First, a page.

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Thread: Fire Starter Info.

  1. #341
    Super Moderator crashdive123's Avatar
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    Quote Originally Posted by NCO View Post
    I don't use char cloth. Dryed fireweed seeds and naava(couldn't find the english word for it, but it is a hair like lichen that grows usually in clean pine and spruce forests). Again, I concider char cloth too high tech for reliable use. If you really have to survive you don't have any charcloth on you, and I for one would not use my clothing to make some in forests. Surviving is knowing what to do when all you have is nature.
    Good to know what natural tinders are available to you. What do you use to generate a spark or coal?
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    WSF's official Mora hater NCO's Avatar
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    Matches, lighter, flint and knife(steel). I use what is closet to me. If I happen to have my matches in my backpack and flint in the pocket I will use flint. If its the other way around I will use matches, unless Im low on them. My matches are always dipped in molten stearin so water won't ruin them.

  3. #343
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    Quote Originally Posted by NCO View Post
    Matches, lighter, flint and knife(steel). I use what is closet to me. If I happen to have my matches in my backpack and flint in the pocket I will use flint. If its the other way around I will use matches, unless Im low on them. My matches are always dipped in molten stearin so water won't ruin them.
    A bit high tech, don't you think?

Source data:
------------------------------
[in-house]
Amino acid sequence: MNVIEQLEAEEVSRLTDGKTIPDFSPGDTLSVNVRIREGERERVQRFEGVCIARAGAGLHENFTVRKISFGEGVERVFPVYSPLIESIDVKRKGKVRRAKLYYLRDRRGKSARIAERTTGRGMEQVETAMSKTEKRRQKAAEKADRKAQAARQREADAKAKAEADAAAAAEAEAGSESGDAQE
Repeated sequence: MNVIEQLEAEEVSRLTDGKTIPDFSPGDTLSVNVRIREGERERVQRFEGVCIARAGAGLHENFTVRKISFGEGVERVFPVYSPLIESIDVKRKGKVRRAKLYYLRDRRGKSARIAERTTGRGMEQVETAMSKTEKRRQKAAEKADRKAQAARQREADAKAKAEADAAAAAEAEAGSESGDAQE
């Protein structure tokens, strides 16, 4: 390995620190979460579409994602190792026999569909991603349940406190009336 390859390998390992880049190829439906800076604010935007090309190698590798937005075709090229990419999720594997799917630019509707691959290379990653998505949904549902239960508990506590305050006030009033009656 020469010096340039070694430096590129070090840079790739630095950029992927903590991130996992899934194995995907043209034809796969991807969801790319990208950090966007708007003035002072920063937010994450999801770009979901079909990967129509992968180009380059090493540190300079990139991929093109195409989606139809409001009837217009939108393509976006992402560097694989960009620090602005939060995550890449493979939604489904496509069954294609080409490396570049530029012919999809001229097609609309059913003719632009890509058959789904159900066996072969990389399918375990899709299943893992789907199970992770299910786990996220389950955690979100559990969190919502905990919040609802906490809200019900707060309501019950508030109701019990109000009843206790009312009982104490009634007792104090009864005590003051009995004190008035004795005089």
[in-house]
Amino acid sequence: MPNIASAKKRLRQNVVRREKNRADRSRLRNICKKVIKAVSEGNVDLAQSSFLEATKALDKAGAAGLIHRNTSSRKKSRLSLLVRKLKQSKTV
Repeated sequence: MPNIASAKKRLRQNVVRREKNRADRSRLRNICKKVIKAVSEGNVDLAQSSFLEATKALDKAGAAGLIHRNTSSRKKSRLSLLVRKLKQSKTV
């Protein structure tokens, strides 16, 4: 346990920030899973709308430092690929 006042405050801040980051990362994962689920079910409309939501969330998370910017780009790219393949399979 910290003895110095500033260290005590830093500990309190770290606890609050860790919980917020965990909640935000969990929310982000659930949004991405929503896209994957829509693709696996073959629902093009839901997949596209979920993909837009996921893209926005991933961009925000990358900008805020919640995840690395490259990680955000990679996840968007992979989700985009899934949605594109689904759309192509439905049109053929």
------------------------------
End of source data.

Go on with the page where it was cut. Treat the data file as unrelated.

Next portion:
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  4. #344
    WSF's official Mora hater NCO's Avatar
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    I'm a smoker, thus that is an exeption in the rule.

  5. #345

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    A little cold weather tip. If your hands are so cold you cant operate a lighter, you probably wont be able to start a fire au-naturale either. In case of bitter cold, I always keep some sealed, tear open (with teeth) hand warmers readily available (non zippered pocket). I think I picked this up from one of Larry Kaniut's books. Good bedtime reading stuff

  6. #346
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    Quote Originally Posted by Tundrascout View Post
    A little cold weather tip. If your hands are so cold you cant operate a lighter, you probably wont be able to start a fire au-naturale either. In case of bitter cold, I always keep some sealed, tear open (with teeth) hand warmers readily available (non zippered pocket). I think I picked this up from one of Larry Kaniut's books. Good bedtime reading stuff
    Those things are life savers

    Snowboarding I couldn't even feel my fingers after putting on my boots and bindings in a blizzard had to use those things to thaw out my hands (bad circulation to start). W/out them I wouldn't have been able to continue

    They CAN burn though so be careful if you are that numb.
    Mountain Man

  7. #347

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    there are alternative ways of starting a fire. techniques used are similar to flint striker, that using flint embedded in a lighter. check out this video

    Les Stroud Starting fire with empty lighter at Georgian Swamp. Nice Trick


    Making Fire With Empty Lighter

    Lighter Striker
    Last edited by SurvivalFaith; 04-13-2010 at 06:18 AM.
    Some Survival Video that could be learn.
    and don't forget to Respect The Wild.

  8. #348

    Thumbs up which one

    are you talking about a commercial flint product used with a knife or the real kind of flint just a rock because if real kind i dont see how any one gets a fire going with that i tried it on the back of my hatchet but only got about 1 spark per strike and not reliable enough but if commercial kind i have one and like it alot because like stated it doesent matter if it is wet or not and is easy to use with some toilet papper and a knife i like it alot